The Golden Palominos were formed in the early 1980s, as a joint project, by drummer Anton Fier and noise-guitarist Arto Lindsay. Fier came from Cleveland where he had played with new wave cult band Pere Ubu. In 1978, he left Ohio for New York City. Once there he moved through various bands including a band he formed himself, the Feelies and the Pedestrians. At the end of the 1970s, with Lindsay and John Lurie, he co-founded the Lounge Lizards, a band that played an indescribable combination of noise, kitsch, and jazz. “Actually, when I first started playing with the Lounge Lizards, Arto and I wanted to call the band the Golden Palominos,” Fier told Down Beat’s Bill Milkowski. “We liked the name but Lurie didn’t.” Lindsay, Fier said, was the reason he joined the Lounge Lizards. So when Arto left the band, Fier did too and decided the next step was for the two of them to form a new band together, which they were able to name the Golden Palominos.
The group’s first incarnation was as a super group of the late-1970s New York downtown improv scene. Its participants included luminaries such as saxophonist John Zorn, guitarists Fred Frith and Nicky Skopelitis, and bassists Bill Laswell and Jamaaladeen Tacuma. The music the band made was a marvelous combination of incongruous styles. On the one hand, the music was improvised, free, uncontrolled even. Lindsay, the Palominos de facto frontman, played chunks of noise on his 12-string guitar which he deliberately refused to tune and squawked out truncated, nonsensical lyrics, while Zorn was as likely to accompany the band with bird calls as with his horn. On the other, when the band played it locked into a throbbing, unrelenting funk groove driven by Tacuma and Laswell’s basses and Fier’s unerring backbeat.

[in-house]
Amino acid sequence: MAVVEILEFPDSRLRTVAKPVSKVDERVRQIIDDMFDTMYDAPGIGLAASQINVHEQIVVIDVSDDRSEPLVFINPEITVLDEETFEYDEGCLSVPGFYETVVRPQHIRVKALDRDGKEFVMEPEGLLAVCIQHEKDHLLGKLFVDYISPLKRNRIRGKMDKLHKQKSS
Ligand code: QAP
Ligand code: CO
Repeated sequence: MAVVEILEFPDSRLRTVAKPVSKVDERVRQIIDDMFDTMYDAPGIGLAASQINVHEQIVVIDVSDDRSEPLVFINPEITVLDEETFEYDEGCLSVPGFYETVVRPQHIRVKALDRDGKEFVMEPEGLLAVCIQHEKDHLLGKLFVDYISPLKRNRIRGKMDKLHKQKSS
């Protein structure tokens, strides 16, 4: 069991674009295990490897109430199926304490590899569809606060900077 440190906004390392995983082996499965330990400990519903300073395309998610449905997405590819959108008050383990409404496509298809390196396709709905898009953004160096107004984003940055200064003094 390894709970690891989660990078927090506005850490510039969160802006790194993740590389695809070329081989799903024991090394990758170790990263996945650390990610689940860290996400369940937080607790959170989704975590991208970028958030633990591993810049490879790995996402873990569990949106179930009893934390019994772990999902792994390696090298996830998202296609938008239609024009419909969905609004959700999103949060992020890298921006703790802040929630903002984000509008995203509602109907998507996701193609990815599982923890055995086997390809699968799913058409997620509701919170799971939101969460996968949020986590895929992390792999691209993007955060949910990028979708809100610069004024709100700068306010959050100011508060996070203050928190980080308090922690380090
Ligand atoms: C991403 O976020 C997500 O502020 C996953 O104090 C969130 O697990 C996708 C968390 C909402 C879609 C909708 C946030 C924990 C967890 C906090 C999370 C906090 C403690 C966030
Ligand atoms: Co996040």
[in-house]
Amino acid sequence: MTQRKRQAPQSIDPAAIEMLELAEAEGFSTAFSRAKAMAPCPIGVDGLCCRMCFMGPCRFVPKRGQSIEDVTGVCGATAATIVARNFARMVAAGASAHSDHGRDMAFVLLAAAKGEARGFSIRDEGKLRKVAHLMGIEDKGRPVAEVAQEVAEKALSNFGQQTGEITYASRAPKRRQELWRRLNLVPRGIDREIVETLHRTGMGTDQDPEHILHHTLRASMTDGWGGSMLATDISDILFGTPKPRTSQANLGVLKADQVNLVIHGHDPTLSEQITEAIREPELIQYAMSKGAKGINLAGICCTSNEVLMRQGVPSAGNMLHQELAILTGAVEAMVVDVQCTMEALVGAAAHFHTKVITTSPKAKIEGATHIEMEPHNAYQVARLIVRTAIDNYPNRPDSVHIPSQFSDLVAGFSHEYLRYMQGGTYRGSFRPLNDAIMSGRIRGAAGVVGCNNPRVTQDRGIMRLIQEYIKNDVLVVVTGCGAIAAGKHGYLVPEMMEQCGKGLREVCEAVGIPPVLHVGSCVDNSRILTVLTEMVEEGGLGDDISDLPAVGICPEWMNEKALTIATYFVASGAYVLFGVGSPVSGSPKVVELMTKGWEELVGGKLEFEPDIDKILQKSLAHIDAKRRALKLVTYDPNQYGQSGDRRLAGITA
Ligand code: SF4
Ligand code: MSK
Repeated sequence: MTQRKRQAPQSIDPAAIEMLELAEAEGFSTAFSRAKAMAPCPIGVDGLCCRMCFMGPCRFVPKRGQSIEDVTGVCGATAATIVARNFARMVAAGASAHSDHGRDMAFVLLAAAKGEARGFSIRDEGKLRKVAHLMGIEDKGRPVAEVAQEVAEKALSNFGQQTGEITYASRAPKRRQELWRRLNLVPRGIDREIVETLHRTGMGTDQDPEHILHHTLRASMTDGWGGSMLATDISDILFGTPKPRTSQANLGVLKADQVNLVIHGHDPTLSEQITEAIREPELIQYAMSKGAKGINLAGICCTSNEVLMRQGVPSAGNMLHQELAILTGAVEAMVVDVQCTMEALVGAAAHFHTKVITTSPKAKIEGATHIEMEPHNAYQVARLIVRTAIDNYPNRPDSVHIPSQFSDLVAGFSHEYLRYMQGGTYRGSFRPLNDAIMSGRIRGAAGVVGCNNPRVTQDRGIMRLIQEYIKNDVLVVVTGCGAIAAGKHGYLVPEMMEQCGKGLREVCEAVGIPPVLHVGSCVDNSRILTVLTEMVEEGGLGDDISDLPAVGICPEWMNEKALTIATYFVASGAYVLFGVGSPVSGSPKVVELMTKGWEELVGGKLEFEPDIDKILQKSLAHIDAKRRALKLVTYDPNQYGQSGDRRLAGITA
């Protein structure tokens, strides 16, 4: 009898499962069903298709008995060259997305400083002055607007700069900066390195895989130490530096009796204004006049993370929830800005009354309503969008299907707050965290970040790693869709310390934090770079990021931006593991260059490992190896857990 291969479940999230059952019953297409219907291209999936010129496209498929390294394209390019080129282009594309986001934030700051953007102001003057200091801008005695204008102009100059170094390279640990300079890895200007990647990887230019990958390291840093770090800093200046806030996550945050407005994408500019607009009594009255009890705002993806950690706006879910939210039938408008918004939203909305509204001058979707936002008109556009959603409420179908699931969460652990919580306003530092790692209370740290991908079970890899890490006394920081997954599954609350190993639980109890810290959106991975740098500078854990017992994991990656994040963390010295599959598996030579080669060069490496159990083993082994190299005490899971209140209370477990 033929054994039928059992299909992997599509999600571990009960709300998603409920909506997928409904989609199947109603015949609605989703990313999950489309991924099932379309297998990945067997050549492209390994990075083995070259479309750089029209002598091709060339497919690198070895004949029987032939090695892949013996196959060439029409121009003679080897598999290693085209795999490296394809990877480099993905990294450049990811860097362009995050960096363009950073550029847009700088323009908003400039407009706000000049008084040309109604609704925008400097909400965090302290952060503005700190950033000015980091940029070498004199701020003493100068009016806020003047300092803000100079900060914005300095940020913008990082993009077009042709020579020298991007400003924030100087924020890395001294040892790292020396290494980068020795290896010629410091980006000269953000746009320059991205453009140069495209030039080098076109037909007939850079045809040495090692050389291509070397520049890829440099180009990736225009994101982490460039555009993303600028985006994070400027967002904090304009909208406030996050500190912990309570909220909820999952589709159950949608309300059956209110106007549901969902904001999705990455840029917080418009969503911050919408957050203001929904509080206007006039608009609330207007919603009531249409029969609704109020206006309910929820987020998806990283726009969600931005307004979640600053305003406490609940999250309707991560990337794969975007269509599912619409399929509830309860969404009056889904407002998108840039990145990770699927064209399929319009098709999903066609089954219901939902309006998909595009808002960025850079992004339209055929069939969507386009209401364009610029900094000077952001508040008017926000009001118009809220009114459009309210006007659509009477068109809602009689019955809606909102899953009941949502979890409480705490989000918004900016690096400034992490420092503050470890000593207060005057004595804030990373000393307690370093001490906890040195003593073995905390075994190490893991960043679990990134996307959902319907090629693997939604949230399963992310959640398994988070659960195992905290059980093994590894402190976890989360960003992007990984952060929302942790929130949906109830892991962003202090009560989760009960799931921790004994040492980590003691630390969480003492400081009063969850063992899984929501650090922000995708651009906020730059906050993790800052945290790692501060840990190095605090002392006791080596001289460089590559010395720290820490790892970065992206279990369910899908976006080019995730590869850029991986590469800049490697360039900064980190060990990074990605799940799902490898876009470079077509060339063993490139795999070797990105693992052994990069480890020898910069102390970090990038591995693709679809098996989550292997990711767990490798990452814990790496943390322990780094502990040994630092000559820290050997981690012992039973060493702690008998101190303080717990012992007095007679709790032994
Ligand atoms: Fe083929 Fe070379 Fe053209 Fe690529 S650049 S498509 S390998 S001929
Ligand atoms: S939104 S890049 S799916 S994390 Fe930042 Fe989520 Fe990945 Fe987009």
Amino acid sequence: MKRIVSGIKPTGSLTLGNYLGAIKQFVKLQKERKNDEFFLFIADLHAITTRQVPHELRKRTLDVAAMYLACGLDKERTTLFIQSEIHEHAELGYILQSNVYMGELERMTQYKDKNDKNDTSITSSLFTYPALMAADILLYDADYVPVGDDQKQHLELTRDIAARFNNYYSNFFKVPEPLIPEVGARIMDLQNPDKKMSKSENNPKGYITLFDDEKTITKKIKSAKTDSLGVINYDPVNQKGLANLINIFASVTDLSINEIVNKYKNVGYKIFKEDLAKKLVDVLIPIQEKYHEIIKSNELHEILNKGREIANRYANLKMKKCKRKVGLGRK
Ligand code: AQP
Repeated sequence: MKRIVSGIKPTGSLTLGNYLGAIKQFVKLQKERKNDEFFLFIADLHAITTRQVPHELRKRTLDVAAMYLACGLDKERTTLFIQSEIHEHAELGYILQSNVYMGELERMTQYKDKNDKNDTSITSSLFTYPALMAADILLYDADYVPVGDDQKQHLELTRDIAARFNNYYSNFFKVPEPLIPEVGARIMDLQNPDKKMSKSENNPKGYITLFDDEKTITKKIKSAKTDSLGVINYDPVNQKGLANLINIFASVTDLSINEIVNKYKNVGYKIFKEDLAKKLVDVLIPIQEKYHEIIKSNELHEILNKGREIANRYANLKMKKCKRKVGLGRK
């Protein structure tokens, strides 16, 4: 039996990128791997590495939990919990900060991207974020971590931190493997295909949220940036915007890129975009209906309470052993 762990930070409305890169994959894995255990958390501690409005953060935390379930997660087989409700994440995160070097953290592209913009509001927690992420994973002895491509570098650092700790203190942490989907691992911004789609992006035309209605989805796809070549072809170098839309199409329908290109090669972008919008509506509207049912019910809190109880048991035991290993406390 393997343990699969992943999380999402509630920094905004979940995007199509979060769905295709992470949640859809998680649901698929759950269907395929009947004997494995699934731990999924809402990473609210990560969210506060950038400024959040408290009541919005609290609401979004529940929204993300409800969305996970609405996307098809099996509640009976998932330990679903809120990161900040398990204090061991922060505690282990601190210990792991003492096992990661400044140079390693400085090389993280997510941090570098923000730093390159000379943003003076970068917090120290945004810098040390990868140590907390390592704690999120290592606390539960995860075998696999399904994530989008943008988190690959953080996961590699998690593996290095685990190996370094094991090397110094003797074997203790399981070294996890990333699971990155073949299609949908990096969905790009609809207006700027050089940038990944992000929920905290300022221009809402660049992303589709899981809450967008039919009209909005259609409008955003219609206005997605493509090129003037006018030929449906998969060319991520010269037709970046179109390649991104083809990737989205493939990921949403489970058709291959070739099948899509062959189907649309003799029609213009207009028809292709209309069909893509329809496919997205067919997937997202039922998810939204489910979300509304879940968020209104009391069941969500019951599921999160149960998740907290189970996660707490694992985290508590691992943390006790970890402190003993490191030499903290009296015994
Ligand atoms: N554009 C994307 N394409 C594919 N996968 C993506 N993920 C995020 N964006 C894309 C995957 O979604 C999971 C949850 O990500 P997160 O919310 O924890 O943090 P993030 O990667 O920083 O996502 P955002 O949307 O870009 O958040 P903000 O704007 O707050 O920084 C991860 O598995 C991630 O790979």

The group gave a series of critically well-received concerts in the New York City area in 1982, and in 1983 released a record, simply titled Golden Palominos, on Bill Laswell’s Celluloid label. The New York Times lavished praise on the album. Down Beat called it “a masterpiece…an enormously important and satisfying album” and gave it five stars, the magazine’s highest rating. However, Anton Fier was far less satisfied. Three years later he told Down Beat that he considered the record a failed experiment. “I don’t consider it a success either musically or conceptually,” he told Milkowski. “It was supposed to be more song-oriented, but the other people never really picked up on it. I wanted them to get more outside of themselves and their traditional roles of what they’d been doing, but it didn’t work out that way.”
Editado por henrjik em Abr 14 2009, 16h54
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